Friday, December 31, 2021

January 2022 Judiciary News

Happy new year of judiciary news.

2021 in Review:

Overall:  President Biden appointed 11 Circuit judges and 29 District judges in 2021.  This compares to President Trump's appointment of 12 Circuit judges and 6 District judges in 2021.  All of Biden's appointees come from states with two D senators (plus DC and PR).

Circuit judges:  Biden has filled 11 circuit court seats, and there are 19 more vacancies (5 with nominees).  There are 14 more D-appointed circuit court judges who are eligible for senior status but have not yet taken it.

The most votes for a circuit judge was 63 for Tiffany Cunningham, and the smallest margin was 1 for Jennifer Sung.  Biden's biggest impact is on the 2nd Circuit, where he has appointed three judges, and there are three more future vacancies to fill.

District judges:  Biden's larger number of district judges is due to a rule change that reduced the number of hours of debate on district judges from 30 to 2.

The most votes for a circuit judge was 81 for Zahid Quraishi (D-NJ), and the smallest margin was 4 for Deborah Boardman (D-MD).  Biden's biggest impact is on the D-NJ, where he has appointed four judges, and there are two more vacancies to fill.

Diversity:  President Biden's nominees are more racially diverse and have less traditional resumes.  However, they are more likely to have attended elite law schools.  Only one circuit appointee is a white male.

Nominations, Hearings, Confirmations:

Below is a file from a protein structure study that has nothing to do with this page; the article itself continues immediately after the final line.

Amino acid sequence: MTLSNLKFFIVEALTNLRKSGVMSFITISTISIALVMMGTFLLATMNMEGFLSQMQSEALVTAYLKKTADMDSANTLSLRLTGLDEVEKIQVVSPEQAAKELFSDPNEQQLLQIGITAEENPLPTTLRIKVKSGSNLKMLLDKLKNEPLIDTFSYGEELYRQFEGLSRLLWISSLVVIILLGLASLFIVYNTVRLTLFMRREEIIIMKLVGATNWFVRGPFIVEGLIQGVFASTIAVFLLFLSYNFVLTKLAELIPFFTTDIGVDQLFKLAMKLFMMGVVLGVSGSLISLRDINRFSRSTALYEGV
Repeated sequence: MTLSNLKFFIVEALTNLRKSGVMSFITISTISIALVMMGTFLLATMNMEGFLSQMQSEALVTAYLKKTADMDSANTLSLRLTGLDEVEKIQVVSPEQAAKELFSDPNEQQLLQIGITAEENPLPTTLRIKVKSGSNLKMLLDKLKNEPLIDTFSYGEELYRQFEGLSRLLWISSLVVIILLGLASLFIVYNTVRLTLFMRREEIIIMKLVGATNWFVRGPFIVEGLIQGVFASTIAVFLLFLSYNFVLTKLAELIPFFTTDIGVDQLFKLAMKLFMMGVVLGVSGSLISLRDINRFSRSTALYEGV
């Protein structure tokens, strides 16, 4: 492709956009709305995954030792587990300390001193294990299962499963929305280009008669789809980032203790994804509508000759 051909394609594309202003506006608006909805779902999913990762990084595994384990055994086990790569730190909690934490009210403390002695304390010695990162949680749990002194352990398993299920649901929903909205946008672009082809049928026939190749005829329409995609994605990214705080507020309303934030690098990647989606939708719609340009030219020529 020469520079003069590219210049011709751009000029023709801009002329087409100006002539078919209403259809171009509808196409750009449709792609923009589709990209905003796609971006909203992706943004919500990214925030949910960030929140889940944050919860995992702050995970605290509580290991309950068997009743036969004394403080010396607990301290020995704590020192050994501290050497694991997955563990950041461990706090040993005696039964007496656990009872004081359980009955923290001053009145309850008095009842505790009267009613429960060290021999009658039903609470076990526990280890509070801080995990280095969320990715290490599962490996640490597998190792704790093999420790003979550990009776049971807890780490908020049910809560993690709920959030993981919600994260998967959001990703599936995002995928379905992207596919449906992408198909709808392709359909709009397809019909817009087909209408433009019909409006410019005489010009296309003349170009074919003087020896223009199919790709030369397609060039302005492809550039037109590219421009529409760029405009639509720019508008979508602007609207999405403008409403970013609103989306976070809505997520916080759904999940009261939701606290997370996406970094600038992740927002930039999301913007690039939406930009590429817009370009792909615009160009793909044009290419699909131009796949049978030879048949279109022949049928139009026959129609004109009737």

9th Circuit:  The White House denied Senator Dan Sullivan (R-AK) the ability to meet with judicial nominees for the 9th Circuit, with a staffer saying "Well, we want to protect our judges."  He put holds on several judges until the White House agreed to the meetings.

SD-NY:  Dale Ho, a nominee for SD-NY who runs the ACLU's Voting Rights Project, had a rough hearing at the Senate Judiciary Committee.  When confronted about his extreme rhetoric, he claimed to not remember calling the Republican Party an “anti-democratic virus.”  He also called the US Senate "anti-democratic".

ND-IL:  Senators Durbin and Duckworth presented a list of seven attorneys and judges for nomination to serve ND-IL, which currently has one open seat.

D-NV:  "Do you think we should forgive criminal misbehavior in the name of social justice?"  Senator John Kennedy asked law professor and district court nominee Anne Traum that question nine times without receiving a clear answer.


The Federal Judiciary: